MANILA, Philippines – It has been two weeks since news broke out that television giant ABS-CBN was pulling out of its broadcast deal with the newly formed Country-Wide Basketball League (CWBL), a new regional basketball tournament in the pattern of the defunct Metropolitan Basketball Association.
The reason was financial viability – a clause inserted in the contract – that was suddenly pointed out a few weeks before tip-off. The shocking thing was both parties were deep into working for tip-off that was a few weeks away. If money was a problem, one club sponsor was willing to put up the cash as league title sponsor. Interestingly, the television coveror still balked, leaving more questions than answers.
The former Flying V Davao Thunders, now dropping the “Davao” from its name, is still practicing. Team management is trying to figure out where to play next — the Pilipinas Commercial Basketball League (PCBL) or the Asean Basketball League (ABL). And there is word that the organizers of the CWBL are cooking up something as well.
They’re in the midst of a week-long practices that will culminate with a tine-up match versus the De La Salle Green Archers next week.
It’s 10 a.m. at the Filoil Flying V Centre. That sports arena hidden behind an international school and next to a minimum security prison and the San Juan City regional trial court is quiet on a Wednesday. There’s no collegiate basketball or semi-pro volleyball being played. The Thunders now have the arena to themselves.
Under the watchful eye of veteran and multi-titled coach Aric Del Rosario, the team practices.
It’s a mixture of former PBA players and some recent graduates from college ball. Basketball is their life. It what fuels them and their professional dreams and it is what puts food on the table. Some are former stars while others aren’t even know; not even receiving some newspaper ink during their time in college.
Perhaps the most known ones are former Letran center Mark Andaya who suited up for six PBA teams; the last though as a practice player for KIA during its maiden pro league season; and Eric Salamat, a vital cog in Ateneo’s champion teams from 2008-10, and who also played for three PBA squads although sparingly.
The least known ones are Mikey Cabahug, who played for the Ateneo Blue Eagles’ Team B during his entire college career, and De Ocampo College’s Richard Albo. During the latter’s tryout for the Flying V team, he kept drilling one shot after another from almost every angle of the court save the half-court line, prompting the coaches to ask, “Who is this kid?”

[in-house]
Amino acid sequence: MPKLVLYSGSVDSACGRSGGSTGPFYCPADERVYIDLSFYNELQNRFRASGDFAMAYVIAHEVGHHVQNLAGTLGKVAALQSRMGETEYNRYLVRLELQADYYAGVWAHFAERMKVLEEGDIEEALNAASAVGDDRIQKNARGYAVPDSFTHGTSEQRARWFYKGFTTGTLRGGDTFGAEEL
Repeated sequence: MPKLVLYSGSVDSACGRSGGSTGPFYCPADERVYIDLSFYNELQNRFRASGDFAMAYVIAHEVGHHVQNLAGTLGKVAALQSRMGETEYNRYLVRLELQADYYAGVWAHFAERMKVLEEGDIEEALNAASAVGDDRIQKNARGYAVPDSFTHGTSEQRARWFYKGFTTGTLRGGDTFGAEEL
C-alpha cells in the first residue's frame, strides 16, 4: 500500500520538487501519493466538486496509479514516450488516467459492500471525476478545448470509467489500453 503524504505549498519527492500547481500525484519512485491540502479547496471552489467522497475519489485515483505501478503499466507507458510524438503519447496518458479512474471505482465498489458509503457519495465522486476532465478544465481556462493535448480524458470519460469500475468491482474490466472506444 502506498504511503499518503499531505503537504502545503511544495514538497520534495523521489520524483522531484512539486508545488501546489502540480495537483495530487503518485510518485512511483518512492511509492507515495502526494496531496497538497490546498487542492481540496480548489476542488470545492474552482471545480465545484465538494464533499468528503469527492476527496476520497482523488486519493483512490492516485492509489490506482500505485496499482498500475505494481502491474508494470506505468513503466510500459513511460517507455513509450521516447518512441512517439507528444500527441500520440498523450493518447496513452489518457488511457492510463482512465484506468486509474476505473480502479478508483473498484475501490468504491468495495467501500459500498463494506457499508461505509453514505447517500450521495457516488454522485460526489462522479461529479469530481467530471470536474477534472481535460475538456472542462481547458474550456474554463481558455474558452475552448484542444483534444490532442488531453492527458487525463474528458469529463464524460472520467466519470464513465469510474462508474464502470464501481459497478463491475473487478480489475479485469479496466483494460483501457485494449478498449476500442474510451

Richard Albo, from De Ocampo Memorial College. “Where is De Ocampo Memorial College?”
Oh, it’s near Pureza in old Sta. Mesa.
The “ohhs” still betray a little ignorance. Where do they play anyway?
Now, he’s on this team with high hopes of proving he’s got game.
On the side, Del Rosario, the old warhorse, talks about elevating Gwyne Capacio’s game. He likes the former Blue Eagle swingman. He thinks that Capacio can tinker with his shot to improve it and help turn him into a better attacking forward. He pulls the son of former FEU and PBA great Glenn Capacio aside and offers pointers on his drive, his positioning around the basket.
Luis Sinco is another player who Del Rosario talks to. “Don’t wait,” he tells the former College of Saint Benilde player. “If the defense isn’t set, attack.”
Cabahug has continued to impress. Along with former La Salle and UP sniper Sam Marata, they are the designated long-range bombers. “Patay,” invokes Del Rosario every time either player finds them self open for a shot that hits the bottom of the net. It is Cabahug who is on fire this day. “Sayang ‘tong batang ‘to,” says Del Rosario who wonders why this sharp-shooter of the Cebu’s Cabahug clan didn’t make Ateneo’s UAAP line-up.
Like Albo, now, Cabahug is on this team with high hopes of proving he’s got game.
There’s Oda Tampus, the Cebuano and former Letran Knights star who went to La Salle but found himself benched. During a pre-season tournament that found the Green Archers playing in Cebu, Tampus, with his family watching from the stands in the Cebu Coliseum, were upset that even with five minutes to play and La Salle certain of victory, their son had yet to get up from the bench. When the crowd began chanting his name, only then did the coaching staff acquiesce to fielding him. And he hit some big shots to stem their foe’s rally.
Well now, he’s here and has hopes of proving he’s got game.
That is typical Aric Del Rosario basketball. If you watched his teams from the University of Santo Tomas to the Pampanga Dragons to the University of Perpetual Help Altas, you would know they liked an uptempo game where they were repeatedly at a foe’s face and one that played frenetic defense; hounding opposing ball carriers.
Del Rosario likes the intensity of the day’s practice with some — Andaya is a notorious talker, Jun Jun Cabatu, and Brian Ilad amping up the level. “That’s the way it should be - intense,” barks Andaya to no one in particular. “But with fun.”
In a race to 20, Salamat calls his shot. “Three-pointer to end the game.”
And he does.
Next practice, the team talks. Some wonder and hope that they’ll finally receive word of where the team will play soon.
It is hope that fuels the team's collective basketball dream.